Way to go, Eliot. Don’t be a dick.

  17. 0
    J2Games.com says:

    You gotta love the world we live in: mommy and daddy both work all day so that they can afford all of the finer things in life. ($50K cars, expensive vacations or clothing.) Because of this obsession with material things and keeping up with ‘the Jones’s”, their children are left to be parented by “the village.” BUT, when the village doesn’t raise the child “as good as the parents SHOULD have” the parents go off and find an excuse for what went wrong. (ie. videogames.)

    Let’s stop playing the role of victim. If you are concerned what your kids play YOU need to monitor it. We ARE helping you by providing a rating, but if YOU don’t inforce it – who’s fault is that?

  18. 0
    Majestic_12_x ( User Karma: 0 ) says:

    Man, T2’s attorneys must eat this shit up. I bet you they’re already planning their future purchases as soon as Spitzer said he’d go forward.

  19. 0
    Siftr says:

    Self-regulation doesn’t always work… when self-regulation fails, government must step in… New York State must take matters into its own hands. We should follow the lead of states like California, Illinois and Michigan and pass ‘Safe Games’ legislation…

    2 points from this

    1. Self-Regulation that works 70-90% of the time means it’s not failing

    2. Why yes, why not follow those states and make game laws that fail to waste money?

  20. 0
    jonc2006 ( User Karma: 0 ) says:

    “Self-regulation doesn’t always work… when self-regulation fails, government must step in… New York State must take matters into its own hands. We should follow the lead of states like California, Illinois and Michigan and pass ‘Safe Games’ legislation…”

    yeah. good luck on that one.

  21. 0
    Gameboy says:

    Yea, because we all know all New York’s crimes (btw I understand the crime-rate there is pretty low per-capita) can be traced back to video games. I’m getting sick of seeing all the Law & Order “ripped from the headlines” stories that keep coming back to video games.

    Honestly, other than GTA: San Andres, what mainstream games are there that are rated AO? Do these people even realize how the rating system works? Like the movie industry, when developers start designing and programing the games, I have to assume they have a general idea of what rating they are going for.

    He just looking to capitalize of the VA shooting and get some points w/ the voters by saying, “Hey look, I’m doing something.”

  22. 0
    Rubix says:

    The best way to stop this garbage legislation, and future garbage legislation, is to inform the general public. While Gamepolitics is a great site, lets face it, the readership here is generally one sided. After all, its a site about video games and politics. Your general tom, dick and harry aren’t very likely to see the stories about how much taxpayer money is being wasted on these pointless laws.

    So how do we inform the general public? Well, an easy way is to write a letter to the editor of the papers that cover the areas being effected by these laws. So to start off, write a letter to the NY Times. Tell them how many taxpayer dollars have been wasted with these attempts to legislate the protected free speech of videogames.

    Whenever one of these pointless, press getting laws is released, we as a community should come together and defend our hobby. Inform everyone else that their elected officals are attempting to circumvent the 1st ammendment, and how much money is being wasted.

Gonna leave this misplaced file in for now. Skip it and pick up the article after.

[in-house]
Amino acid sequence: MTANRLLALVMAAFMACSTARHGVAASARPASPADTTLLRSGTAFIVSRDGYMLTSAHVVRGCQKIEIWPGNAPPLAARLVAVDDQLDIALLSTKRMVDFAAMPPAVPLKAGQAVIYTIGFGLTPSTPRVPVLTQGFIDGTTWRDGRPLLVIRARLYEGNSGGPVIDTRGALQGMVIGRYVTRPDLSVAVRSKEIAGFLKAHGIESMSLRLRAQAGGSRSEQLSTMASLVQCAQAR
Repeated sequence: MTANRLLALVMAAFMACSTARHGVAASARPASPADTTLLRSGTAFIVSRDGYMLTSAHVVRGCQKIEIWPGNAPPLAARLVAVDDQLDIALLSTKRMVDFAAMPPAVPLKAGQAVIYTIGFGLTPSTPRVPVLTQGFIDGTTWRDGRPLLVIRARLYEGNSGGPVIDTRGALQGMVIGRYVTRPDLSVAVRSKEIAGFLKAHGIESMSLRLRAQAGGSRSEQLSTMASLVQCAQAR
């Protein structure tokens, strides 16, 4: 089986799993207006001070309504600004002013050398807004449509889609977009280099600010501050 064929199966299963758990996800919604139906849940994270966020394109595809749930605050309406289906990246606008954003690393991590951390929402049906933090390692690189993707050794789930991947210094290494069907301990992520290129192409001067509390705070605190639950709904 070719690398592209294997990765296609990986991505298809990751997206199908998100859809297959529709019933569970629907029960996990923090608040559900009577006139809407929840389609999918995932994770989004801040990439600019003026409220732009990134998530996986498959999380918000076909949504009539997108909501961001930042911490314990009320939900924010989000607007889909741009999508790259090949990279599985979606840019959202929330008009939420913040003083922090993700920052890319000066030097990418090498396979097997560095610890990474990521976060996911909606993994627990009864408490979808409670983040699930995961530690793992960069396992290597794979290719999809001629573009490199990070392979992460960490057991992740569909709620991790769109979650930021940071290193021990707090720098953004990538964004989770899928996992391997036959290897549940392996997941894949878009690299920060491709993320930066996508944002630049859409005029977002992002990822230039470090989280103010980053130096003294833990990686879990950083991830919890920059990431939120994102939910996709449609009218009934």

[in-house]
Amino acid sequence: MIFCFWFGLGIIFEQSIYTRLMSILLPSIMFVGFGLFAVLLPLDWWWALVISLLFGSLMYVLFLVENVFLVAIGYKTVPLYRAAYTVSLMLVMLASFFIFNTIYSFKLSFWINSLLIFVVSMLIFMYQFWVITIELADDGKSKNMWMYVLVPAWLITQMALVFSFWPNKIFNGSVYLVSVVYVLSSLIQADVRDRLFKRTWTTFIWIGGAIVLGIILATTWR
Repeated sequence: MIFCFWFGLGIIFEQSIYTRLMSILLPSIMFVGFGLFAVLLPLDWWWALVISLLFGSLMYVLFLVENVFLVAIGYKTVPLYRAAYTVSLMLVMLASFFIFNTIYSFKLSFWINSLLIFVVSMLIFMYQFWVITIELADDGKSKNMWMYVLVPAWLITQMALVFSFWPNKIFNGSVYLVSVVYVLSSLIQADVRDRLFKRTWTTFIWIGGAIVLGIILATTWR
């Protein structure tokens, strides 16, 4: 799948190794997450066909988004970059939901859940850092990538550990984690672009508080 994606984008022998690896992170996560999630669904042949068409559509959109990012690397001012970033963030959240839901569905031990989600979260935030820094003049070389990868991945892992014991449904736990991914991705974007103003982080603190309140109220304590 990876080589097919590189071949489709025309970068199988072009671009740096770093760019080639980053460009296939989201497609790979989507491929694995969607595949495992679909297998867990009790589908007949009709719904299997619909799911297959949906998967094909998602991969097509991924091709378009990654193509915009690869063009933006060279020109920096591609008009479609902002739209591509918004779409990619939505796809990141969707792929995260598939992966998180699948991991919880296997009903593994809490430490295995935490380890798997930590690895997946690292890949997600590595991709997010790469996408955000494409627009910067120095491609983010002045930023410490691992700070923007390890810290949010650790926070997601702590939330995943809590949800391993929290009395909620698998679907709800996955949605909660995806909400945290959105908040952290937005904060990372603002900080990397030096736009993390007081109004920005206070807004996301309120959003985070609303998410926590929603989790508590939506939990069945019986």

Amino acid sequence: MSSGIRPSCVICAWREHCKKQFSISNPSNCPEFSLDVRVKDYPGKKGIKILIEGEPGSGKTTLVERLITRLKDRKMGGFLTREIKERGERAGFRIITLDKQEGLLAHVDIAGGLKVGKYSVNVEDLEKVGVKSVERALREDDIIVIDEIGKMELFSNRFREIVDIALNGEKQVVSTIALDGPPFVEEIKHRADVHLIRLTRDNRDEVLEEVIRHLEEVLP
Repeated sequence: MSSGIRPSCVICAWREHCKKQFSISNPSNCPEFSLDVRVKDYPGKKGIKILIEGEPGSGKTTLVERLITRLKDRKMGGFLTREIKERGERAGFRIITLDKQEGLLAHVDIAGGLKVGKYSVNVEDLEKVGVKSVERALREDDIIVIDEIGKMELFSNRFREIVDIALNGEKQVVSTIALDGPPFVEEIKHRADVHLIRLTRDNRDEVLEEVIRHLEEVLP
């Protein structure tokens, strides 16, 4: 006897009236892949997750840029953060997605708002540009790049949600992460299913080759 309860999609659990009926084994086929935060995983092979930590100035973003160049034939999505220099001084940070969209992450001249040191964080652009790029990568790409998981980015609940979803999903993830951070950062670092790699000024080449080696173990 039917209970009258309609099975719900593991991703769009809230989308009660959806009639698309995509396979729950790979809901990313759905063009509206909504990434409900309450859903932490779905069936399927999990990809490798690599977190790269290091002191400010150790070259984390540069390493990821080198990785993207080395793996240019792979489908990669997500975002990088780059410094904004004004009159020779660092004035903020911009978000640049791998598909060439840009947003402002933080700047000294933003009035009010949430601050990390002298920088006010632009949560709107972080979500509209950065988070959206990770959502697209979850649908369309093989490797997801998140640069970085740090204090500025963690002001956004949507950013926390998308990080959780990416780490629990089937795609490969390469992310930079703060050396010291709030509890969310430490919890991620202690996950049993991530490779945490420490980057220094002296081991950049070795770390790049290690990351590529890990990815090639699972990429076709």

write to the NY Times here:

  23. 0
    BudgetMessiah says:

    The Motion Picture Association of America’s ratings system is neither regulated nor enforced by the government. This system is voluntary, both in submission of motion pictures for a rating review, and in enforcement of any ratings (theater operators are supposed to check IDs). The state can’t arrest a kid who sneaks into an NC-17 (no one under 17 admitted) rated movie (as if many of these movies were even released). The theater owner and the guy who rips the ticket and says, “Theater 3 is on the left” can’t be charged with any crime if they let a kid into an NC-17 movie. No one’s up in arms to change the system.

    Video games, like rap music was more than a decade ago, are a hot issue. Any politician who’s trying to legislate media in the US should know better than to try it in light of previous Constitutional challenges. I agree with the GP posters who feel this is pandering to a constituancy. I also agree that a likely outcome of all this effort on Spitzer’s part will result in taxpayers’ money wasted. I find it hard to believe that Spitzer is so ill-advised as to be unaware of this, which makes an attempt to pass video game regulating legislation all the more reprehensible. He may as well spell out “VOTE FOR ME NEXT TIME, BITCHES” with gasoline-soaked $1000 bills in 12 foot tall letters across the lawn of the New York State Executive Mansion, and light the whole thing on fire.

  24. 0
    BudgetMessiah says:

    I meant that he would light the $1000 bills, and not the mansion, on fire. But since we’re on the subject of wasting taxpayer dollars in a show of complete irresponsibility…

  25. 0
    monolithic says:

    “The (ESRB) does have a rating system… but it’s often ignored.”

    Under the sort of “grandma logic” that Spitzer employs, you could regulate any aspect of any action ever. It would be illegal to even enter a video game store – or any store, for that matter – because people “often ignore” the fact that you’re not supposed to shoplift. Furthermore, what’s to say that, even if consitutional and passed into law, these statutes wouldn’t be “often ignored” due to the fact that they’re much more of a burden to the business than they are a boon to the concerned parent?

  26. 0
    Gameboy says:

    I keep imagining game shops being treated like porn shops whenever I hear of these legislation. Can you imagine GameStop with mirrored windows and people walking out with black bags? Kinda scary.